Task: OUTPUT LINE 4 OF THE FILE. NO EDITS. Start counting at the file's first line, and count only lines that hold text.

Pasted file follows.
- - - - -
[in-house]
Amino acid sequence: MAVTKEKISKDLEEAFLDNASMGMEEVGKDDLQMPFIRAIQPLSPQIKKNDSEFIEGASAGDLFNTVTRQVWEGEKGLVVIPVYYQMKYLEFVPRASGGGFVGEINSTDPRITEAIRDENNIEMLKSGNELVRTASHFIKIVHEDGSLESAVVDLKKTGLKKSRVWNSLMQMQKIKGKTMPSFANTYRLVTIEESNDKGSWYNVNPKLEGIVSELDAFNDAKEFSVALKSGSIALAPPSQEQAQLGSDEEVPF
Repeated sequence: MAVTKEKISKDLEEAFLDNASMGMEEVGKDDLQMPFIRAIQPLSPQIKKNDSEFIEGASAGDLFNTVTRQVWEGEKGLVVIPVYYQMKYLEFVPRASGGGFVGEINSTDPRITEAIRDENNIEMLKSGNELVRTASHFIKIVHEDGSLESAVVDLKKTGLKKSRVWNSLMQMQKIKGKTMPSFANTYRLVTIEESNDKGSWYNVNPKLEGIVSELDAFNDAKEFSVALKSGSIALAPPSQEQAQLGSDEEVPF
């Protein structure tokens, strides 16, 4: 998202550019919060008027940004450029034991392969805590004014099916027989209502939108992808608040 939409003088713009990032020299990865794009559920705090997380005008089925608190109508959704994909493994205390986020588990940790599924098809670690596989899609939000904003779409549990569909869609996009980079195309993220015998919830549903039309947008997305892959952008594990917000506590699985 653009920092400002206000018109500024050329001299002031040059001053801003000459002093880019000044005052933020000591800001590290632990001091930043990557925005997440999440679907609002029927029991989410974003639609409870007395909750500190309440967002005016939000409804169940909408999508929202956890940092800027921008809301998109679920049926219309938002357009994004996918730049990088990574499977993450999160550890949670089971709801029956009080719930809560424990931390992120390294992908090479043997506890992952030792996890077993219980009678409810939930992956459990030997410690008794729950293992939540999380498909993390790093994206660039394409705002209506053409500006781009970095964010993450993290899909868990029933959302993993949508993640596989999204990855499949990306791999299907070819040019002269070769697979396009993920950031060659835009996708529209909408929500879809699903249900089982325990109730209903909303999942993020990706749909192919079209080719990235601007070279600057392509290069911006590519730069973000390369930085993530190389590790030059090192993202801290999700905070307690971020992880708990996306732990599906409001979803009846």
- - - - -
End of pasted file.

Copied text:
């Protein structure tokens, strides 16, 4: 998202550019919060008027940004450029034991392969805590004014099916027989209502939108992808608040 939409003088713009990032020299990865794009559920705090997380005008089925608190109508959704994909493994205390986020588990940790599924098809670690596989899609939000904003779409549990569909869609996009980079195309993220015998919830549903039309947008997305892959952008594990917000506590699985 653009920092400002206000018109500024050329001299002031040059001053801003000459002093880019000044005052933020000591800001590290632990001091930043990557925005997440999440679907609002029927029991989410974003639609409870007395909750500190309440967002005016939000409804169940909408999508929202956890940092800027921008809301998109679920049926219309938002357009994004996918730049990088990574499977993450999160550890949670089971709801029956009080719930809560424990931390992120390294992908090479043997506890992952030792996890077993219980009678409810939930992956459990030997410690008794729950293992939540999380498909993390790093994206660039394409705002209506053409500006781009970095964010993450993290899909868990029933959302993993949508993640596989999204990855499949990306791999299907070819040019002269070769697979396009993920950031060659835009996708529209909408929500879809699903249900089982325990109730209903909303999942993020990706749909192919079209080719990235601007070279600057392509290069911006590519730069973000390369930085993530190389590790030059090192993202801290999700905070307690971020992880708990996306732990599906409001979803009846």